"Ah! Wilderness: The stark beauty of remote mountain and plain areas, as yet untouched by the unrelenting surge of modern civilization, has been caught by Charles Benjamin's camera and Kodachrome film. Adapted from the book Stone Dust, by Frank Ernest Hill, Benjamin's film opens with scenes of mountain peaks and passes in winter- peaks mantled in snow, and trickling brooks that somehow have evaded the wintry grip of Jack Frost. The picture progresses in a like manner through Spring, Summer and Autumn, rendering a pictorial account of the ever-changing seasons in one of the few remaining wilderness areas of America. The picture discloses skillful camera handling as well as a talent for building interesting continuity through artful editing and titling." American Cinematographer, May 1951, 189
"Most movie makers look about for suitable music for a picture, only after it has been completed. Herman Bartel, who produced Awakening, scores his films just the other way around. He listens to a composition that he likes until he thinks of picture material that will express its mood. Since Mr. Barters appreciation and selection of music are above reproach and since his ability to take a camera and a roll of film and make them sing is well known, we can only add that this is his finest film to date. It is very difficult to explain a Bartel picture. You can say that the subjects are flowers, trees, animals and the other common manifestations of nature, but what you must see to believe is that they have never been filmed in quite his way before. Mr. Bartel does not use parts of records and change from one to another with abrupt shifts in themes. Instead, he uses each record in full. In this film, the blend of picture and music is so matched that, in some scenes, reeds and bushes sway to the rhythm of the music. Needless to say, the camera work in this picture is superb. Other color films may be exposed as well, but they will never be exposed better because here is more than perfect exposure and lighting. Mr. Bartel has taken what existed and has made it say what he wanted it to say through skillful control of the devices at hand." Movie Makers, Dec. 1942, 489, 506.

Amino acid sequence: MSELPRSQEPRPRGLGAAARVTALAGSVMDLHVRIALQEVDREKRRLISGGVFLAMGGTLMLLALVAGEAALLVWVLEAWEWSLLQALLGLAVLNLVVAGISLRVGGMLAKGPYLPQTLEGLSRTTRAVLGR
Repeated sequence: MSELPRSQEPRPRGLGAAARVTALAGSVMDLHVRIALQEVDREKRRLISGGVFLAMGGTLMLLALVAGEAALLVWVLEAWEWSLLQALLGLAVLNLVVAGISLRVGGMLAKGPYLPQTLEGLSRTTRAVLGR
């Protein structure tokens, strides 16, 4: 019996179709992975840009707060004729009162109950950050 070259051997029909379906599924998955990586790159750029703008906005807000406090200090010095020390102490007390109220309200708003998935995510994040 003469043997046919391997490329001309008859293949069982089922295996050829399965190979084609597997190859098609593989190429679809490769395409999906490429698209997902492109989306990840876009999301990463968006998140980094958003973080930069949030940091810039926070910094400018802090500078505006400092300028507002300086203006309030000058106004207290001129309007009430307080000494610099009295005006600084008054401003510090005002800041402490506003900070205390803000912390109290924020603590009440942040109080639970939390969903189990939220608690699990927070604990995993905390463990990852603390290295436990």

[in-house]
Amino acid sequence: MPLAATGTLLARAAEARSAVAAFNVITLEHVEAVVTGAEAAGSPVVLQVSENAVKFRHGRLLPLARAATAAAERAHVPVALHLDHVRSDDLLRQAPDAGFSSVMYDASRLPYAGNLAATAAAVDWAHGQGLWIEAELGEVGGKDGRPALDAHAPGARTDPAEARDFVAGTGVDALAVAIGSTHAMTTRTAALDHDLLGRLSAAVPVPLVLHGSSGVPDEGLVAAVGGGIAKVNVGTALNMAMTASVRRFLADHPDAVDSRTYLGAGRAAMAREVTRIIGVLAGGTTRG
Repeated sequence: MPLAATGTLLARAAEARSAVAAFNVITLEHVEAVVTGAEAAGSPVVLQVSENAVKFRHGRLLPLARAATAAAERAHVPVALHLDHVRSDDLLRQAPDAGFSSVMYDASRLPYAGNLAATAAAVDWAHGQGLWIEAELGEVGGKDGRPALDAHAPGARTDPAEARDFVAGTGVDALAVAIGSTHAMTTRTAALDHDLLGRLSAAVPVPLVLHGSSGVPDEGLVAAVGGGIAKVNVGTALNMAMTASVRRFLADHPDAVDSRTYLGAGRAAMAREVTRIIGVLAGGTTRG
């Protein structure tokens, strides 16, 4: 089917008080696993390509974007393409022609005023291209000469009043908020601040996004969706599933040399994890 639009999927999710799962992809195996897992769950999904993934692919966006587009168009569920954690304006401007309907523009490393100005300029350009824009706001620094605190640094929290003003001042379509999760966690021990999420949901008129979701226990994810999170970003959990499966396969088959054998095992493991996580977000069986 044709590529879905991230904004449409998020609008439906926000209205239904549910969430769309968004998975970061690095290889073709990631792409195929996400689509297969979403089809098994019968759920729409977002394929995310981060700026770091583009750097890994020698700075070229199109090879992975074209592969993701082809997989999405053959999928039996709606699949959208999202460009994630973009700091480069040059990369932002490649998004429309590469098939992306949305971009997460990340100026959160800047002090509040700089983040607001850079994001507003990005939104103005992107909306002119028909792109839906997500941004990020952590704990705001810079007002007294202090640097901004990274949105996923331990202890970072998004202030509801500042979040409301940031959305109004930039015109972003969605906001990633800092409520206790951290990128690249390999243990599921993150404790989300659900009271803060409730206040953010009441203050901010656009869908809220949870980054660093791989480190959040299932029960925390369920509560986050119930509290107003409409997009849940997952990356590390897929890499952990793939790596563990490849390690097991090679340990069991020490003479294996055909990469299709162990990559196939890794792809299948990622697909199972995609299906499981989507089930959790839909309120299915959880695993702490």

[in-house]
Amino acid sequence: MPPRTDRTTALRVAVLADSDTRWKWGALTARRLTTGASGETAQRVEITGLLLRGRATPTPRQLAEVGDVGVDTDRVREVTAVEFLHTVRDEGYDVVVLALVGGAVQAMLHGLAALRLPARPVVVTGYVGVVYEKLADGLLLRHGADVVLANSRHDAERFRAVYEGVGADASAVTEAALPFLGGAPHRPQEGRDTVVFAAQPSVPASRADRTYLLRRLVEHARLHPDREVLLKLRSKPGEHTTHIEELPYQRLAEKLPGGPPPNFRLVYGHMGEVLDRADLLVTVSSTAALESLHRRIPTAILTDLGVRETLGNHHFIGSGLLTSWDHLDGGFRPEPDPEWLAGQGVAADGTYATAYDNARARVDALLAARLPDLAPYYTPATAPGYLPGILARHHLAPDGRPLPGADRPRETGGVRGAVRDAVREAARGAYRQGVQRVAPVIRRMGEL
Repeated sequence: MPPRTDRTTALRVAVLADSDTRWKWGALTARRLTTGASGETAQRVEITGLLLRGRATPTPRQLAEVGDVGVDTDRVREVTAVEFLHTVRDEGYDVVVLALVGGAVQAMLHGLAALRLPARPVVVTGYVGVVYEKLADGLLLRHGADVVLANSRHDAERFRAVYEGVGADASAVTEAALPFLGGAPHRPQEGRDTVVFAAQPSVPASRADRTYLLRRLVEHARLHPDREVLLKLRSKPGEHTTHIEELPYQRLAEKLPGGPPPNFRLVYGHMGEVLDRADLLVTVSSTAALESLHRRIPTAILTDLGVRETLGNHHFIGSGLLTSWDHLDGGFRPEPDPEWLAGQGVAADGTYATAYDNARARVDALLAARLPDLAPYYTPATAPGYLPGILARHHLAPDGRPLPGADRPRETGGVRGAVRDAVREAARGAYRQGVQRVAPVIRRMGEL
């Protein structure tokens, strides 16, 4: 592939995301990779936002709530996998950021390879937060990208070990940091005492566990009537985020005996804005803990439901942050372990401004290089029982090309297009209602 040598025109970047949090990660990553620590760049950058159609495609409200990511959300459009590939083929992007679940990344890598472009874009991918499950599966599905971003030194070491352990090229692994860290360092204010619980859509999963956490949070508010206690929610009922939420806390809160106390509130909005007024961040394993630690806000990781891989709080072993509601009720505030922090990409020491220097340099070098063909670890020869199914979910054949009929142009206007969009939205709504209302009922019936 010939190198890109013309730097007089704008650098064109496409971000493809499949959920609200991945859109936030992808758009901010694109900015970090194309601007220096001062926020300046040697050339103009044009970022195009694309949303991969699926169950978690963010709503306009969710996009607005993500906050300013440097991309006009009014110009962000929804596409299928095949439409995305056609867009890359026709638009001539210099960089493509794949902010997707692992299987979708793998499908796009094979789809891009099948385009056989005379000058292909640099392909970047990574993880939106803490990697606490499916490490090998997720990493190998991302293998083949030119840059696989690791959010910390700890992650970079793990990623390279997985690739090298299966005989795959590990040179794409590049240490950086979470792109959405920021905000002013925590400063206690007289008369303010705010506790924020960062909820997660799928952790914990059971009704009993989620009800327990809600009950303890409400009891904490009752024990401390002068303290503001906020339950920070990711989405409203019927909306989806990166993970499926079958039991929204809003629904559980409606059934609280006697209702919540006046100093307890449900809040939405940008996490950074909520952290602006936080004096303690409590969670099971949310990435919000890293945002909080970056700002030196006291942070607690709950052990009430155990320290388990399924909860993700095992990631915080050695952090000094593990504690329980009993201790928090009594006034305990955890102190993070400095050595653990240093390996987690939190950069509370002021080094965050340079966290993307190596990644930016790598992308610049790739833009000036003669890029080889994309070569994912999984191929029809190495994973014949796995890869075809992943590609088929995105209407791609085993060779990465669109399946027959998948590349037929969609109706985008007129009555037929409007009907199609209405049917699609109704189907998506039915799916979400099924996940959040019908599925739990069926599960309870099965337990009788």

"Donald Volkman's film, A Breath of Spring, is a montage study of the vernal season in a city — in this case, Boston. But shots of the blowing skirt of a girl, the wind-whipped awning of a department store and the clothesline ballet of the Monday wash are universal. Mr. Volkman has truly brought imagination to his pictorial progression of spring, from melting snows in a churchyard to the full flowering of the sun-warmed earth and its people. His choice of musical accompaniment is especially notable, particularly with shots of running water in gutters and the Boston Pop's rendition of The Wearing of the Green with the sequence of a St. Patrick's Day parade. A Breath of Spring was created as a thesis in a course on motion pictures at Boston University, where Mr. Volkman is a student." Movie Makers, Dec. 1951, 411.
"Het is Lente in Holland!, by Esther Cooke, may well be one of the most beautiful and perceptive travel studies of this (or any) contest year. For here is no banal tourist mish-mash of the usual wooden shoes, windmills and cheese markets; we find in their stead a literate and respectful account of a small country with its old and cherished travel conditions. Technically sparkling and esthetically pleasing, It is Spring in Holland is so deceptively simple that each viewer is likely to assume that he could easily do likewise. But the skill which Mrs. Cooke has lavished on each succeeding scene should not be taken lightly. Her exposures are exact, creating color which seems magically luminescent; her viewpoints are knowingly selected to create fresh and revealing compositions, and her editing has blended the whole into a travel study of exceptional poise and beauty" PSA Journal, Jan. 1955, 48-49.
"Shows children at a sugar bush in Ontario in springtime." Library and Archives Canada.